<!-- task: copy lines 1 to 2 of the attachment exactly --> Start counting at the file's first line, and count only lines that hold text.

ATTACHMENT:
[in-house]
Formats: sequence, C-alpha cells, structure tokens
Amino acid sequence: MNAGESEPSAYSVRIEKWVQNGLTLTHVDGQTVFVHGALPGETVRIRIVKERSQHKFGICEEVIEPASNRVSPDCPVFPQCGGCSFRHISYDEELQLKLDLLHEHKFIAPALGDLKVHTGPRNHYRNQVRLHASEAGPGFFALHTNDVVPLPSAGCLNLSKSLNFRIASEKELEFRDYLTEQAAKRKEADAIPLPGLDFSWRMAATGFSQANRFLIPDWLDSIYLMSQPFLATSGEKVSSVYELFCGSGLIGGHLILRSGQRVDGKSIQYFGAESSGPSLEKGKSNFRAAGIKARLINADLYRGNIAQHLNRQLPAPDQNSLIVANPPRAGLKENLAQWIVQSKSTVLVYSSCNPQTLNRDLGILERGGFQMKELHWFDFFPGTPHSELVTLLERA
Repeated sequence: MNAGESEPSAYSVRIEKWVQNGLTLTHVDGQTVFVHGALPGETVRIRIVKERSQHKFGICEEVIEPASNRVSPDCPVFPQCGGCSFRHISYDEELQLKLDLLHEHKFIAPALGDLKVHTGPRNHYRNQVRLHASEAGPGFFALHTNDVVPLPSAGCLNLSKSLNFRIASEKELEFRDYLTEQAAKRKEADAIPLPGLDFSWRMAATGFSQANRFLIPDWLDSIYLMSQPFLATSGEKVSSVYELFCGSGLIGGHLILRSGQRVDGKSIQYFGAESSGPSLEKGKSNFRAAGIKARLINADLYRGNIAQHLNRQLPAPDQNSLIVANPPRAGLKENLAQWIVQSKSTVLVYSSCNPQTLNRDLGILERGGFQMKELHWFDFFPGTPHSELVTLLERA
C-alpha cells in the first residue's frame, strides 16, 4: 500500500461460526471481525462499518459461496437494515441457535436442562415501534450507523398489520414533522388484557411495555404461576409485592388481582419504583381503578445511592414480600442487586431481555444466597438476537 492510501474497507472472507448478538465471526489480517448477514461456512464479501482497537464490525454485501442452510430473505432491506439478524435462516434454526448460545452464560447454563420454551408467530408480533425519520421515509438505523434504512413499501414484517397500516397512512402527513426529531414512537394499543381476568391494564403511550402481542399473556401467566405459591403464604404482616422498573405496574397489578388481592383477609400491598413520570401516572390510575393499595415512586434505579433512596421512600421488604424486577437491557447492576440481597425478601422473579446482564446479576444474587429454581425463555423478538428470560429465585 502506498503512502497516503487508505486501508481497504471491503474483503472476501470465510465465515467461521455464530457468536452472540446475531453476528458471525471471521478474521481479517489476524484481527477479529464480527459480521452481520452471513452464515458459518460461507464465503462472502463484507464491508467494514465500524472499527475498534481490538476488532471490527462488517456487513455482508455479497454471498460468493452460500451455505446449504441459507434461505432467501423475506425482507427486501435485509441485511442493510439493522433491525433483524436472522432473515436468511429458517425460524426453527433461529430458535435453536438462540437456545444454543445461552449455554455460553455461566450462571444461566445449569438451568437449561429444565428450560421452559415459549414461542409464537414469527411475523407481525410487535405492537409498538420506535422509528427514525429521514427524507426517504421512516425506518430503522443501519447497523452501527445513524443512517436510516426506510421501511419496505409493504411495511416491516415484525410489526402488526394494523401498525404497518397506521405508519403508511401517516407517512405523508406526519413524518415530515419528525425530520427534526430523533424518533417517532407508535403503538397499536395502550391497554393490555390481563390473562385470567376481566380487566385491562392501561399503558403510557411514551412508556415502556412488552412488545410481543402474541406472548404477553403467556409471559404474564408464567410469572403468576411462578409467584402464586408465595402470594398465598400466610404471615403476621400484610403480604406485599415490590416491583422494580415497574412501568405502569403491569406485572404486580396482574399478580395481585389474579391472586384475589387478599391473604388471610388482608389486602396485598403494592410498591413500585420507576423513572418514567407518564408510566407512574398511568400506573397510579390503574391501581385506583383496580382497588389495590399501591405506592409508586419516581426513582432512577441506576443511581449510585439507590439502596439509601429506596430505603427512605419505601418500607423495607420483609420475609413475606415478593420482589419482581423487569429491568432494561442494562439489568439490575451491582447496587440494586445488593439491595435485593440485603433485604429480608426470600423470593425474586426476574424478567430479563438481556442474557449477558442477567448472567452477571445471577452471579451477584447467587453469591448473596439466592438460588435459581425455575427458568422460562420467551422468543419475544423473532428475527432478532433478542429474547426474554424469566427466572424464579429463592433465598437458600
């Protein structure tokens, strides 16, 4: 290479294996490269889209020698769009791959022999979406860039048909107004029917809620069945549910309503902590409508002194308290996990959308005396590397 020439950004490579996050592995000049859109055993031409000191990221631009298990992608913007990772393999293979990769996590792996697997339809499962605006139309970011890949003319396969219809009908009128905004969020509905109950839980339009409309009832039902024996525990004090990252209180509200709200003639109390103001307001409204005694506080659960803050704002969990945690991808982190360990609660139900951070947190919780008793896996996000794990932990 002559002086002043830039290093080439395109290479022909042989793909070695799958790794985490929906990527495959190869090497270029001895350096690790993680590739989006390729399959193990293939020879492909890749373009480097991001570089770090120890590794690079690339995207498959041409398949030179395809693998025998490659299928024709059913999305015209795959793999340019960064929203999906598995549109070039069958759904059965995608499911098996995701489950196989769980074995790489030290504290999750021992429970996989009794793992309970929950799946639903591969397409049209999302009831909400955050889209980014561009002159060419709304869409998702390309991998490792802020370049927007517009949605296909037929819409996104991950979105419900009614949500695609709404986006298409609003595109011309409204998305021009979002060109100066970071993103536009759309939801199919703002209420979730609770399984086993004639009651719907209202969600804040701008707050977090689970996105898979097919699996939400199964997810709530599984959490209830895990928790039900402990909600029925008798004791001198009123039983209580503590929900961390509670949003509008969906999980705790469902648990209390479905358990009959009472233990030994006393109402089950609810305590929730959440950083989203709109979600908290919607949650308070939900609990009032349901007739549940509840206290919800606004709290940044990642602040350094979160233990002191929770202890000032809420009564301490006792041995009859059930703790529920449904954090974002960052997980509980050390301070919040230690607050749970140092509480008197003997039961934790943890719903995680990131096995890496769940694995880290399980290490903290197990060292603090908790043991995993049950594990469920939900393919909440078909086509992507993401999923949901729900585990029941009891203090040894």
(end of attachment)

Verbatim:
[in-house]
Formats: sequence, C-alpha cells, structure tokens